There are many laudable qualities of Scott’s work. The book provides a solid historical summary of the temple, and I was intrigued especially by her interviews and by the extent of the temple’s marketing campaign. Furthermore, her focus on Khun Yai’s influence on the modern temple and comparative overtures to the Soka Gakkai and Foguang Shan in Japan and Taiwan respectively are illuminating (although some reference to the growth of prosperity Christianity in the Philippines would have been helpful). Let me also state clearly, that this book is vastly superior to the recent book by Rory Mackenzie on the subject of the Dhammakāya movement (2006), as well as most of the many articles that have been published in the last fifteen years by other scholars. Although Nirvana for Sale? lacks some historical depth (which has recently been made available because of the wonderful historical research in Catherine Newell’s dissertation ), it is a solid ethnographic study that will prove to be an invaluable resource for students and scholars alike. It could easily be used in Buddhist ethics courses, or in larger non-Asian studies courses like “religion and capitalism” or “prosperity religions.”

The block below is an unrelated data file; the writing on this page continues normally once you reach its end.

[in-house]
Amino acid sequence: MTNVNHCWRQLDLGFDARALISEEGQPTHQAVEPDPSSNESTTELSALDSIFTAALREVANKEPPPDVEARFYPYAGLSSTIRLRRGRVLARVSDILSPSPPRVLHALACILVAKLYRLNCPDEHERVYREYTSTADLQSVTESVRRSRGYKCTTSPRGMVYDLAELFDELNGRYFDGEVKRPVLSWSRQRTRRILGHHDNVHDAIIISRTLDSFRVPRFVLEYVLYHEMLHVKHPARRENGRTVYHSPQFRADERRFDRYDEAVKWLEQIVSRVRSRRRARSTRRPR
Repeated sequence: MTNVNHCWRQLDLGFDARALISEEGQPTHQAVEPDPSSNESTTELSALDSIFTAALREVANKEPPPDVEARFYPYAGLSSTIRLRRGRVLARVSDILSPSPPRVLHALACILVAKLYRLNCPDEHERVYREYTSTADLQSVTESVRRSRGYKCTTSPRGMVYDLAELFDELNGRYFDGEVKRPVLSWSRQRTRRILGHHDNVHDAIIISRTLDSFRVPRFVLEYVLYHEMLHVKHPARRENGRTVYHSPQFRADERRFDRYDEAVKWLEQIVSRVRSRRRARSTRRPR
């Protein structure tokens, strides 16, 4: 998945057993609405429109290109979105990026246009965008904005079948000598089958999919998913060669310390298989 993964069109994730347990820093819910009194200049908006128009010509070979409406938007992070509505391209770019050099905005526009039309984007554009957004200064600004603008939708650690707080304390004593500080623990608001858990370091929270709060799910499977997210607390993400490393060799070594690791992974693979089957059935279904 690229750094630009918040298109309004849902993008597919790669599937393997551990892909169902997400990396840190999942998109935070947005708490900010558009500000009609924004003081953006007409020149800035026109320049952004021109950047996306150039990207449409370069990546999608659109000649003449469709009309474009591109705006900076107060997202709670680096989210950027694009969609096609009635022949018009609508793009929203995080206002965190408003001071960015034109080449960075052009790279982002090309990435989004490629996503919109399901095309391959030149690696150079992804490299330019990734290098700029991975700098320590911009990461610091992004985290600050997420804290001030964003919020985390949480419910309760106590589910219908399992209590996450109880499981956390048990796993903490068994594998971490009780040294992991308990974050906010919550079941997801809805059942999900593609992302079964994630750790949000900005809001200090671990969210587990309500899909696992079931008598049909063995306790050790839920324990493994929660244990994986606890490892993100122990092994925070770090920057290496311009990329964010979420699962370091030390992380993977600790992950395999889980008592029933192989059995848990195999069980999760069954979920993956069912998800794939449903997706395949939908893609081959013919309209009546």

The greatest contribution to Thai and religious studies is Scott’s discussion of the relationship between wealth and Buddhism. Allow me to reflect for a moment on the state of the field in the study of Thai religion and wealth and then note why Scott’s book is so refreshing. The commodification of Buddhist objects (like the Dhammakāya Buddha images and amulets) and commercialization of Buddhism has generally been approached by scholars as a reflection of a growing crisis in Thai Buddhism and the rise of religious commercialism. There is a formidable literature on value/exchange and commodification theory, including groundbreaking work by Annette Weiner, Inalienable Objects: The Paradox of Keeping-While-Giving (1992), and Fred Myers, The Empire of Things: Regimes of Value and Material Culture (2001), as well as Arjun Appadurai’s well-known edited collection, The Social Lives of Things (1986). However, this work is often ignored and commercialization is seen by scholars of Thai Buddhism as connected to the growing globalization of Thai culture (usually blamed on the West). Many scholars, Thai and non-Thai, those Scott cites as well as those she does not, and many amateur commentators on Internet blogs, listservs, and chatgroups have lamented this commodification. Most of these critics have very little appreciation for the history of Buddhist material culture and so are surprised by its apparent growth now. Most studies in English or by elite, liberal social critics are characterized by shock. These critics are offended by the prices of amulets or new Buddha images, the excessive trading, the prominent display, and the miracle stories. They seem somewhat surprised by materialism in Buddhism, as if it is a new phenomenon. Some studies express this shock in a different way: They explain it away. They reduce amulets or images to empty signifiers onto which those uneducated in Buddhist doctrine place their lower-class frustrations, modern anxieties, insecurities over the Islamic insurgency or the global economic downturn, fears regarding health, and petty aspirations for wealth (it is comfortably easy for elitist scholars born with wealth to criticize the nonelite for wanting to be wealthy). They relegate this display of wealth and the promotion of prosperity to social scientific illustrations of globalization, commercialization, or doomsday prophecies about the imminent end of true Buddhist values or the deleterious effects of Westernization. They argue that amulets and other “magical practices” are tools of oppressors, fake science, or the sad symbols of the poor trying to compete in a dangerous world. These are studies that are both condescending and rife with longing--longing for a Buddhism that is more in line with a certain enlightened rationality and that eschews materiality in favor of an undefined spirituality.